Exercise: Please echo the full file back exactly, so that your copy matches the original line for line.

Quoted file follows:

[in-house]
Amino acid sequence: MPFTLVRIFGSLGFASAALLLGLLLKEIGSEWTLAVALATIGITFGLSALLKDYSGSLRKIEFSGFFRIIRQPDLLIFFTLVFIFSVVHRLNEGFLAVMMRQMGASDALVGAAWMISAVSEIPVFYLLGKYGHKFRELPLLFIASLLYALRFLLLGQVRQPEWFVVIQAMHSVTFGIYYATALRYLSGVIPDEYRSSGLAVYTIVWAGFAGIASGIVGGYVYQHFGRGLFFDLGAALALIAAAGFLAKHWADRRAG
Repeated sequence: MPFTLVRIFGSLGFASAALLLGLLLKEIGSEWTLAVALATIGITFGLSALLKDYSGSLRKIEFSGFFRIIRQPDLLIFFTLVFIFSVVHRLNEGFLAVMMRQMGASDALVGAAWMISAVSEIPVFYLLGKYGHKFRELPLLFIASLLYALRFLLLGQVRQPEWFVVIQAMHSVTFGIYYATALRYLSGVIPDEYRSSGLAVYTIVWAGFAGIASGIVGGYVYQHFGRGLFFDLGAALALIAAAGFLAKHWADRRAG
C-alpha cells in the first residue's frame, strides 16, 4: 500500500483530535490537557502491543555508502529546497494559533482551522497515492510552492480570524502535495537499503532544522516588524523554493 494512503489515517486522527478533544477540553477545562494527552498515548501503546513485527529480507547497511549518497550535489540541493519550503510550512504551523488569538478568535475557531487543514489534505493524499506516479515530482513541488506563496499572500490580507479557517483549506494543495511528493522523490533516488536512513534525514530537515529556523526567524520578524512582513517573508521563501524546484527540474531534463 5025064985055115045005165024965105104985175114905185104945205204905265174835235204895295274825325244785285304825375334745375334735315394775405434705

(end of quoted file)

[in-house]
Amino acid sequence: MPFTLVRIFGSLGFASAALLLGLLLKEIGSEWTLAVALATIGITFGLSALLKDYSGSLRKIEFSGFFRIIRQPDLLIFFTLVFIFSVVHRLNEGFLAVMMRQMGASDALVGAAWMISAVSEIPVFYLLGKYGHKFRELPLLFIASLLYALRFLLLGQVRQPEWFVVIQAMHSVTFGIYYATALRYLSGVIPDEYRSSGLAVYTIVWAGFAGIASGIVGGYVYQHFGRGLFFDLGAALALIAAAGFLAKHWADRRAG
Repeated sequence: MPFTLVRIFGSLGFASAALLLGLLLKEIGSEWTLAVALATIGITFGLSALLKDYSGSLRKIEFSGFFRIIRQPDLLIFFTLVFIFSVVHRLNEGFLAVMMRQMGASDALVGAAWMISAVSEIPVFYLLGKYGHKFRELPLLFIASLLYALRFLLLGQVRQPEWFVVIQAMHSVTFGIYYATALRYLSGVIPDEYRSSGLAVYTIVWAGFAGIASGIVGGYVYQHFGRGLFFDLGAALALIAAAGFLAKHWADRRAG
C-alpha cells in the first residue's frame, strides 16, 4: 500500500483530535490537557502491543555508502529546497494559533482551522497515492510552492480570524502535495537499503532544522516588524523554493 494512503489515517486522527478533544477540553477545562494527552498515548501503546513485527529480507547497511549518497550535489540541493519550503510550512504551523488569538478568535475557531487543514489534505493524499506516479515530482513541488506563496499572500490580507479557517483549506494543495511528493522523490533516488536512513534525514530537515529556523526567524520578524512582513517573508521563501524546484527540474531534463 5025064985055115045005165024965105104985175114905185104945205204905265174835235204895295274825325244785285304825375334745375334735315394775405434705